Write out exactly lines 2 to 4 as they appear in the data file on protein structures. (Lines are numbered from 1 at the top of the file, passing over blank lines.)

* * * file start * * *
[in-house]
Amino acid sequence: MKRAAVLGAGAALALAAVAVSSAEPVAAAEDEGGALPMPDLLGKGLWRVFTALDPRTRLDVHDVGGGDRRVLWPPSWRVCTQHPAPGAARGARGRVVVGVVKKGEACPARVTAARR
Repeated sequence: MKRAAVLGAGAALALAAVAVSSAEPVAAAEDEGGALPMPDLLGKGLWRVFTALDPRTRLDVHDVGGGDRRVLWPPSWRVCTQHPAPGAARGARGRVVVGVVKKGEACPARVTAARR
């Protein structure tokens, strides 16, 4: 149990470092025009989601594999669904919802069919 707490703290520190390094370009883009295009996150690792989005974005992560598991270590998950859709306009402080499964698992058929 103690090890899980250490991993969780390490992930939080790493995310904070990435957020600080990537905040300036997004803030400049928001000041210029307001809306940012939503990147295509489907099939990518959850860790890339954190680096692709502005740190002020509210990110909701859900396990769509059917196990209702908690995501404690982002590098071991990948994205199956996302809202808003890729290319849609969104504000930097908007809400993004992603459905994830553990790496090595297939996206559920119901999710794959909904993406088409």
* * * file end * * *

Amino acid sequence: MKRAAVLGAGAALALAAVAVSSAEPVAAAEDEGGALPMPDLLGKGLWRVFTALDPRTRLDVHDVGGGDRRVLWPPSWRVCTQHPAPGAARGARGRVVVGVVKKGEACPARVTAARR
Repeated sequence: MKRAAVLGAGAALALAAVAVSSAEPVAAAEDEGGALPMPDLLGKGLWRVFTALDPRTRLDVHDVGGGDRRVLWPPSWRVCTQHPAPGAARGARGRVVVGVVKKGEACPARVTAARR
């Protein structure tokens, strides 16, 4: 149990470092025009989601594999669904919802069919 707490703290520190390094370009883009295009996150690792989005974005992560598991270590998950859709306009402080499964698992058929 103690090890899980250490991993969780390490992930939080790493995310904070990435957020600080990537905040300036997004803030400049928001000041210029307001809306940012939503990147295509489907099939990518959850860790890339954190680096692709502005740190002020509210990110909701859900396990769509059917196990209702908690995501404690982002590098071991990948994205199956996302809202808003890729290319849609969104504000930097908007809400993004992603459905994830553990790496090595297939996206559920119901999710794959909904993406088409």